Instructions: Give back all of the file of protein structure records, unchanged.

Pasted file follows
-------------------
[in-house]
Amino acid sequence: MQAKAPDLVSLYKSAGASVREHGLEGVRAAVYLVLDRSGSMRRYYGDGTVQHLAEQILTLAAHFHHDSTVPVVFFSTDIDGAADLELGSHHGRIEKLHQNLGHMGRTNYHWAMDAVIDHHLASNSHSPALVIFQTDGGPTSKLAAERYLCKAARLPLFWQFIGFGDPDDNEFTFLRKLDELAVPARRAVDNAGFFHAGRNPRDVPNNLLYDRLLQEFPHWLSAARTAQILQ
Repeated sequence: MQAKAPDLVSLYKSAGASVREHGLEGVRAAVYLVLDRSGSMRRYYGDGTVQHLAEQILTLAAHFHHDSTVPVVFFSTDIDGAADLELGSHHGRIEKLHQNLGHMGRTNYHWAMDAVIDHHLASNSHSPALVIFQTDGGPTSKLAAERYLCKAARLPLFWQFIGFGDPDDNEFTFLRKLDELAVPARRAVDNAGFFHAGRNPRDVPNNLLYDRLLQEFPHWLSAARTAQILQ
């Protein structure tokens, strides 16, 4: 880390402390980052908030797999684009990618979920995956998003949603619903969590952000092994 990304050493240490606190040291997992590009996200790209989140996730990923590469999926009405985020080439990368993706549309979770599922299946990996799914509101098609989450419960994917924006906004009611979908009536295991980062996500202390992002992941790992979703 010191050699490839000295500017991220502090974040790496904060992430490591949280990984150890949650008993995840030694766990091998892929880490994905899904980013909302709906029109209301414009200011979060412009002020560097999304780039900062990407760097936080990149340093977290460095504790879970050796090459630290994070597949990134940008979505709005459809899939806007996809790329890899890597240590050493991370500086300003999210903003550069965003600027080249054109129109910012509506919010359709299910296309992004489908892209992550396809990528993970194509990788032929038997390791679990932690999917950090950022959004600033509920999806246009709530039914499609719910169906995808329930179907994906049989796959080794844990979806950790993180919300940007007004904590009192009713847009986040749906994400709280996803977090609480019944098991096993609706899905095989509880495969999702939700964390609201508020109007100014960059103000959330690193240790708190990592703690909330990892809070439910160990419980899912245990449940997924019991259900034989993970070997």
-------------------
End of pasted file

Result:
[in-house]
Amino acid sequence: MQAKAPDLVSLYKSAGASVREHGLEGVRAAVYLVLDRSGSMRRYYGDGTVQHLAEQILTLAAHFHHDSTVPVVFFSTDIDGAADLELGSHHGRIEKLHQNLGHMGRTNYHWAMDAVIDHHLASNSHSPALVIFQTDGGPTSKLAAERYLCKAARLPLFWQFIGFGDPDDNEFTFLRKLDELAVPARRAVDNAGFFHAGRNPRDVPNNLLYDRLLQEFPHWLSAARTAQILQ
Repeated sequence: MQAKAPDLVSLYKSAGASVREHGLEGVRAAVYLVLDRSGSMRRYYGDGTVQHLAEQILTLAAHFHHDSTVPVVFFSTDIDGAADLELGSHHGRIEKLHQNLGHMGRTNYHWAMDAVIDHHLASNSHSPALVIFQTDGGPTSKLAAERYLCKAARLPLFWQFIGFGDPDDNEFTFLRKLDELAVPARRAVDNAGFFHAGRNPRDVPNNLLYDRLLQEFPHWLSAARTAQILQ
């Protein structure tokens, strides 16, 4: 880390402390980052908030797999684009990618979920995956998003949603619903969590952000092994 990304050493240490606190040291997992590009996200790209989140996730990923590469999926009405985020080439990368993706549309979770599922299946990996799914509101098609989450419960994917924006906004009611979908009536295991980062996500202390992002992941790992979703 010191050699490839000295500017991220502090974040790496904060992430490591949280990984150890949650008993995840030694766990091998892929880490994905899904980013909302709906029109209301414009200011979060412009002020560097999304780039900062990407760097936080990149340093977290460095504790879970050796090459630290994070597949990134940008979505709005459809899939806007996809790329890899890597240590050493991370500086300003999210903003550069965003600027080249054109129109910012509506919010359709299910296309992004489908892209992550396809990528993970194509990788032929038997390791679990932690999917950090950022959004600033509920999806246009709530039914499609719910169906995808329930179907994906049989796959080794844990979806950790993180919300940007007004904590009192009713847009986040749906994400709280996803977090609480019944098991096993609706899905095989509880495969999702939700964390609201508020109007100014960059103000959330690193240790708190990592703690909330990892809070439910160990419980899912245990449940997924019991259900034989993970070997």